Climate variables considered in these papers included temperature increases as well as drought and rainfall changes. Conflict was analyzed in terms of clashes between individuals (like fistfights) and fights between groups (like wars). After taking it all in, the authors found compelling evidence of a link between changes in temperature and increases in conflict, noting that “deviations from moderate temperatures and precipitation patterns systematically increase the risk of conflict, often substantially, with average effects that are highly statistically significant.” Bottom line: In an ever warming world, expect more wars, civil unrest, and strife, and also more violent crime in general.

Yes, that makes sense. A statistical model which analyzes simultaneously fist fights and wars. Almost as sensible as measuring how eight-year-olds spend their allowance and the machinations of the World Bank. Hey! It’s science!

The lesson is: never ever not ever never never believe a meta analysis at its face value. It is one of the most abused statistical techniques. Smoothing time series data is another. Never mind.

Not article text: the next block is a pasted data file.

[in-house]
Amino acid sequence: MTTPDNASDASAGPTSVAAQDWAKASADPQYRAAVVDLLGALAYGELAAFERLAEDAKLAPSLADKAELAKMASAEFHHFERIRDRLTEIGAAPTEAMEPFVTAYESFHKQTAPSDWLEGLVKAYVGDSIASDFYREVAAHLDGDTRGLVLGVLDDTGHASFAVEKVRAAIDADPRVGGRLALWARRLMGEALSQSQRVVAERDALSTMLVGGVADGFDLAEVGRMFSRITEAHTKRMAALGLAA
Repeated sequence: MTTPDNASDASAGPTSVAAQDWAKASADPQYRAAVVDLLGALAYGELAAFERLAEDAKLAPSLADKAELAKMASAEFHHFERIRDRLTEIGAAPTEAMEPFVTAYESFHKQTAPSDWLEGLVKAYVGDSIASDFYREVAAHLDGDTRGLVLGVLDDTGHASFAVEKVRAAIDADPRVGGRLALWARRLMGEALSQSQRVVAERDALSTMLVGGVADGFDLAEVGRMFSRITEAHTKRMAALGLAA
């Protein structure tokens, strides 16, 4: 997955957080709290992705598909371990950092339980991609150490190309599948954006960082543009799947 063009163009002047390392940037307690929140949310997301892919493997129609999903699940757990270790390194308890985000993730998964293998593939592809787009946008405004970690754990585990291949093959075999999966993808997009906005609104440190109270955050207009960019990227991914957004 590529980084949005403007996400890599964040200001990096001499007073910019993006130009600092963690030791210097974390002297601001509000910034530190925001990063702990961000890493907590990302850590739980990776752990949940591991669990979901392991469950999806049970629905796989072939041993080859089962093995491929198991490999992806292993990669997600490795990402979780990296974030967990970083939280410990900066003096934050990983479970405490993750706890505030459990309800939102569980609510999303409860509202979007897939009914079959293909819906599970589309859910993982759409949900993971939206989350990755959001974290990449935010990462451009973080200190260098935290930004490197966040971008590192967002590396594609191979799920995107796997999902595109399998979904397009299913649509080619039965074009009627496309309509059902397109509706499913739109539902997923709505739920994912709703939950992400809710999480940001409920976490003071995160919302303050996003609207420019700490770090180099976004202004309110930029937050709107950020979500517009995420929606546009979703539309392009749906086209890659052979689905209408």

Mooney gets one thing partly right when he asks, “Why do hotter temperatures produce more violence?” The obvious answer—as long as we factor out all modern wars, many of which inconveniently occur in winter; in olden days, winter made it difficult to fight; who could have guessed?—is the one we started this post with. People are out in the summer’s long warm days, and inside in the winter’s short cold days. Easy.

Yet not so easy for Mooney and for academics for whom the obvious is never good enough.

Now I would have ignored the article, putting it down as yet another attempt to prove our lying eyes aren’t seeing what they’re seeing (the two graphs above). But Mooney had to go and mention baseball. (I’m a Tigers fan. I don’t want to talk about it.) Mooney thinks a paper he uncovered is terrific proof that climate change makes us more violent.

He quotes from the awful peer-reviewed paper “Temper, Temperature, and Temptation: Heat-Related Retaliation in Baseball” in Psychological Science (2011; 22(4) 423­–428) by Richard P. Larrick and some others. Larrick checked whether increasing temperatures were associated with more beanballs. The authors admitted they were not.